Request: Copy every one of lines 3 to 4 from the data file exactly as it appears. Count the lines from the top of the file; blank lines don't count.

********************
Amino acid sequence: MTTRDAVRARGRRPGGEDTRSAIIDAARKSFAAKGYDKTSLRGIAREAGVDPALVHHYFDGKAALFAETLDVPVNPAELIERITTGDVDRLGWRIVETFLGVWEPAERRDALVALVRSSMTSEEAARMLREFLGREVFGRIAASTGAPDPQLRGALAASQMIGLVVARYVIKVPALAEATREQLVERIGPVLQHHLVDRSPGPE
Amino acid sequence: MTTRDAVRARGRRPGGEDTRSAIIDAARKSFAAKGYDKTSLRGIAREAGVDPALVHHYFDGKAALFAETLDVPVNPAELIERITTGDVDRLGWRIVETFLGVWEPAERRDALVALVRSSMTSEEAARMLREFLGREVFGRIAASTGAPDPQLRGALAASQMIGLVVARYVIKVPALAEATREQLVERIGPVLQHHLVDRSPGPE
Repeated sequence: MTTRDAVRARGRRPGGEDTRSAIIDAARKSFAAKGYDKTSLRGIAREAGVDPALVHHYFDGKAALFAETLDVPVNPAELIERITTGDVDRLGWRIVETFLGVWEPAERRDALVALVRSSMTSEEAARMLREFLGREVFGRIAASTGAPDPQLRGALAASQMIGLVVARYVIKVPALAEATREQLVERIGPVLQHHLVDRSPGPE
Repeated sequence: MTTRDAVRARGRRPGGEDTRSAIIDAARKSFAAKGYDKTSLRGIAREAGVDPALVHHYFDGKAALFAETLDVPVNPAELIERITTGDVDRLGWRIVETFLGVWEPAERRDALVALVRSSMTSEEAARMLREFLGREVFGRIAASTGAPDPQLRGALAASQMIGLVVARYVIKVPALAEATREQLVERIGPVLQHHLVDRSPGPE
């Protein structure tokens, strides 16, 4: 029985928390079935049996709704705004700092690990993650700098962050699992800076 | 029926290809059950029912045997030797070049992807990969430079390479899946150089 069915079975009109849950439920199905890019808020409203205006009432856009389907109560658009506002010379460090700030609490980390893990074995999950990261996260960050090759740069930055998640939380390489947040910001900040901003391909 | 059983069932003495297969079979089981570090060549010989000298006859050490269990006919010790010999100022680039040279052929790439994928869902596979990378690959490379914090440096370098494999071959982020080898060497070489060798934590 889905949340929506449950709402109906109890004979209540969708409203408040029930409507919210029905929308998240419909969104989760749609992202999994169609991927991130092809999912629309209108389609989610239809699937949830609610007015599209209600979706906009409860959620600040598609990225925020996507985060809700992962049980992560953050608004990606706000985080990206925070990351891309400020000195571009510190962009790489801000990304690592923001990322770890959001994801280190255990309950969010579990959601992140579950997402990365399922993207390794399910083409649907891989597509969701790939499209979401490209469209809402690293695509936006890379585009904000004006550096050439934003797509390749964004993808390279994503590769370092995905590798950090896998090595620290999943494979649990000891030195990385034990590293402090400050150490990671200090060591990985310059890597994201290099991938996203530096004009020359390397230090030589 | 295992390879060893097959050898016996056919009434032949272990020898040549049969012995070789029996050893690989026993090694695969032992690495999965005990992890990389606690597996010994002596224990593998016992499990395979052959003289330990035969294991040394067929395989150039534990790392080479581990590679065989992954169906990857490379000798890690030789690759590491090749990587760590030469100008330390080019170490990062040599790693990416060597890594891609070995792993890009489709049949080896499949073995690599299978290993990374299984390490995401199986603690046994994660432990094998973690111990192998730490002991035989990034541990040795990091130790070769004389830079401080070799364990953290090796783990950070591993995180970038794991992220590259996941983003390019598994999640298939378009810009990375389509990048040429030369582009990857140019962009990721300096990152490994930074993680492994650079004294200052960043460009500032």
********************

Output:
Repeated sequence: MTTRDAVRARGRRPGGEDTRSAIIDAARKSFAAKGYDKTSLRGIAREAGVDPALVHHYFDGKAALFAETLDVPVNPAELIERITTGDVDRLGWRIVETFLGVWEPAERRDALVALVRSSMTSEEAARMLREFLGREVFGRIAASTGAPDPQLRGALAASQMIGLVVARYVIKVPALAEATREQLVERIGPVLQHHLVDRSPGPE
Repeated sequence: MTTRDAVRARGRRPGGEDTRSAIIDAARKSFAAKGYDKTSLRGIAREAGVDPALVHHYFDGKAALFAETLDVPVNPAELIERITTGDVDRLGWRIVETFLGVWEPAERRDALVALVRSSMTSEEAARMLREFLGREVFGRIAASTGAPDPQLRGALAASQMIGLVVARYVIKVPALAEATREQLVERIGPVLQHHLVDRSPGPE